I came around a nice article talking about large countable ordinals with examples such as: Let's have a book with $\omega$ pages (each 1/2 the thickness of previous so we can fit them in a book of finite dimensions), and let's have an encyclopedia with $\omega$ volumes of such books (each with $\omega$ pages).

With the above example, we have the total number of pages in the encyclopedia is $\omega\cdot \omega$. How is it right to use ordinal arithmetic which will lead to the $\omega\cdot \omega$ still being countable? Why we don´t have uncountably many pages in said example?

And how can we with similar examples "reach" uncountably many pages?

EDIT: Yeah, my mistake with $\aleph_0\cdot \aleph_0 = \aleph_0$. In that example it didn't stop with $\omega$ volumes, there also was $\omega$ encyclopedias in a room, $\omega$ rooms in building, etc., giving the number of pages as $\omega^\omega$. Now in this example, $\omega^\omega$ was ordinal exponentiation which gives still a countable ordinal. I don´t understand how can there be a bijection between the natural numbers and the number of pages in said example. Shouldn't this $\omega^\omega$ be cardinal exponentiation and therefore the number of pages be uncountable?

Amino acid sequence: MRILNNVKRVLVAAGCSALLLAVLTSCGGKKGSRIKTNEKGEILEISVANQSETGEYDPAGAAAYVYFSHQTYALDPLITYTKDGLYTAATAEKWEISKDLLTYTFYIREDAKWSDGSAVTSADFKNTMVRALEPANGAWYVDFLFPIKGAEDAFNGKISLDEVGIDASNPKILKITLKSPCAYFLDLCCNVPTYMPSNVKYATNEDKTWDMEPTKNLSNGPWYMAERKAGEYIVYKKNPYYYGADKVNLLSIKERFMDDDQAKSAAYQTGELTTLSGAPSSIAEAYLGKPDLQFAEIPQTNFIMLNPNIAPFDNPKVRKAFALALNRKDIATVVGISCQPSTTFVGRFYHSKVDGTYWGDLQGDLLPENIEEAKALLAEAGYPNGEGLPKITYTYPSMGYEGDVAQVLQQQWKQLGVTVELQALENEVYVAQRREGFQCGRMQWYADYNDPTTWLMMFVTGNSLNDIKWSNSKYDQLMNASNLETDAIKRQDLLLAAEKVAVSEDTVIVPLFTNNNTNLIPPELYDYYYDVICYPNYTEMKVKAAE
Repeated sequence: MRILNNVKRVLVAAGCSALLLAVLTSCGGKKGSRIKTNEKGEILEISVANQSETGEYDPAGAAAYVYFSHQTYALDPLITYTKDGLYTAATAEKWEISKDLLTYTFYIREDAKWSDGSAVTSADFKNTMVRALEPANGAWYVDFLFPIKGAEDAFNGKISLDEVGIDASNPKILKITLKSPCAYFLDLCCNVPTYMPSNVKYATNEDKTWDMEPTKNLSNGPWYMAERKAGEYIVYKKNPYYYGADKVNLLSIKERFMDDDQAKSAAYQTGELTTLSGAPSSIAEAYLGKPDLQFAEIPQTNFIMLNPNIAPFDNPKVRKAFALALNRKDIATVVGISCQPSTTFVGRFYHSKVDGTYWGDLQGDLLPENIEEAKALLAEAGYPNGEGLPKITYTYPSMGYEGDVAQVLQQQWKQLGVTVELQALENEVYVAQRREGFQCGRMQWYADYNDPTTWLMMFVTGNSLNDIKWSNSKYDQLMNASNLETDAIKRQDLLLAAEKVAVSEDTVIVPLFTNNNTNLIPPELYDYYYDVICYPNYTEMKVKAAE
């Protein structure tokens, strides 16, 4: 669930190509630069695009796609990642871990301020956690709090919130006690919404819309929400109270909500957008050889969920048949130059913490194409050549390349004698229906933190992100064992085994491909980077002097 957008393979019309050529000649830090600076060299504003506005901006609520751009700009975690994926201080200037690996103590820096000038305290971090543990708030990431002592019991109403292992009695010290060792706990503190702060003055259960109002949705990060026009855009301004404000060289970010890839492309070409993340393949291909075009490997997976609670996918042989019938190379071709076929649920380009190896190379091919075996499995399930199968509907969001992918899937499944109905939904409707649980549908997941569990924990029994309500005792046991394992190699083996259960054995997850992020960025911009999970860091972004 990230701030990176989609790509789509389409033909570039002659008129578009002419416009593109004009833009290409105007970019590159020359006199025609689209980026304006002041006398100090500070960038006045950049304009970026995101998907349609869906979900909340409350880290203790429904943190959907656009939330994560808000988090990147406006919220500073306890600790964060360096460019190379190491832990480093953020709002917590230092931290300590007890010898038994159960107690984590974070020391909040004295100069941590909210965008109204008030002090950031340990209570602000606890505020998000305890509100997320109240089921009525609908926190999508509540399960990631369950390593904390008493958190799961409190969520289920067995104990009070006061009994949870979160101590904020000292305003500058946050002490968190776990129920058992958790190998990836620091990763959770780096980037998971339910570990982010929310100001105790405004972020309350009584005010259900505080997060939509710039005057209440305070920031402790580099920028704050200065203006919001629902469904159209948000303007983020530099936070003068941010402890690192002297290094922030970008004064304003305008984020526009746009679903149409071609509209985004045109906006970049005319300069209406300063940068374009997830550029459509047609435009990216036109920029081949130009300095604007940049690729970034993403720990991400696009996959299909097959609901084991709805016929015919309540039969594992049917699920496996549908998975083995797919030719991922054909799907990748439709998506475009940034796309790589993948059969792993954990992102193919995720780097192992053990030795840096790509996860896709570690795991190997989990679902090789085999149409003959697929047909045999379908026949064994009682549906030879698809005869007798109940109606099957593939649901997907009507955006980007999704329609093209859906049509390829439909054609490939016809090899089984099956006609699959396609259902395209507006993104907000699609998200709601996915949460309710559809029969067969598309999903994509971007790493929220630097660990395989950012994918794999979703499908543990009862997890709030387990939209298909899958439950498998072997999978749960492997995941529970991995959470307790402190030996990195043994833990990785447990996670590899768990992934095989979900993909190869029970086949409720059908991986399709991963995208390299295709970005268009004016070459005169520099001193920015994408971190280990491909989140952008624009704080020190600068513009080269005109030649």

• $\begingroup$ Why would we have uncountably many pages? (Also, $\aleph_0\cdot\aleph_0=\aleph_0$ in cardinal arithmetic, so I don’t know why you are singling our ordinal arithmetic.) $\endgroup$ Aug 9, 2019 at 14:03
  • $\begingroup$ Well, have you seen this? $\endgroup$ Aug 9, 2019 at 14:10
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    $\begingroup$ Also, when you say “the number” of something that implies cardinality, whereas we do have a natural ordering of all the pages, by volume and then by page within volume which has type $\omega\cdot\omega.$ $\endgroup$ Aug 9, 2019 at 14:11
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    $\begingroup$ math.stackexchange.com/questions/599022/… and math.stackexchange.com/questions/627291/… and math.stackexchange.com/questions/988559/… and probably a handful of other related questions have been asked before. $\endgroup$
    – Asaf Karagila
    Aug 9, 2019 at 14:27